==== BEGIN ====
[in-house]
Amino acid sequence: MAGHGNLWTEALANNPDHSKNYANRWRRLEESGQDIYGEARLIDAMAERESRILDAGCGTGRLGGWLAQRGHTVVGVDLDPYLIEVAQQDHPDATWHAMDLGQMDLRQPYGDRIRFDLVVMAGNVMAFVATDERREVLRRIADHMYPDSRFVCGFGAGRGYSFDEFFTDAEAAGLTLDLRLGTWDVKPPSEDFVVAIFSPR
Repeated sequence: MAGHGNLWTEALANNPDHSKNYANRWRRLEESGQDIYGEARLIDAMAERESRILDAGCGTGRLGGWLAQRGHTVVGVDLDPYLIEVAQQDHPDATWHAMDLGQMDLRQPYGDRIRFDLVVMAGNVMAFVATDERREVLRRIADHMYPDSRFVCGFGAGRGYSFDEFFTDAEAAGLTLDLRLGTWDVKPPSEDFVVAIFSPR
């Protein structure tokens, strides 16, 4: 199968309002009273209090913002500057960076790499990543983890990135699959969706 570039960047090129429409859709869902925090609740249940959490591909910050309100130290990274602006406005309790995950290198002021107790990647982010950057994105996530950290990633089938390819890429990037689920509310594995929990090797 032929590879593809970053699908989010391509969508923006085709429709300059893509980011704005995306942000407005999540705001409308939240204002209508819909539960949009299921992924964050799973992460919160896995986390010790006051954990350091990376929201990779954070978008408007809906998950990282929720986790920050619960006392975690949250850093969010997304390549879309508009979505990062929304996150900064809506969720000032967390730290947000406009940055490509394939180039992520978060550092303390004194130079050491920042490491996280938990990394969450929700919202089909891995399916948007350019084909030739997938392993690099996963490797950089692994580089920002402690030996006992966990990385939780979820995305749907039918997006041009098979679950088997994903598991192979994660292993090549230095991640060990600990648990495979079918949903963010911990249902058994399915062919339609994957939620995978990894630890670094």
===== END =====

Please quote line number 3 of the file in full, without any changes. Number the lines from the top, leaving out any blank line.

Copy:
Repeated sequence: MAGHGNLWTEALANNPDHSKNYANRWRRLEESGQDIYGEARLIDAMAERESRILDAGCGTGRLGGWLAQRGHTVVGVDLDPYLIEVAQQDHPDATWHAMDLGQMDLRQPYGDRIRFDLVVMAGNVMAFVATDERREVLRRIADHMYPDSRFVCGFGAGRGYSFDEFFTDAEAAGLTLDLRLGTWDVKPPSEDFVVAIFSPR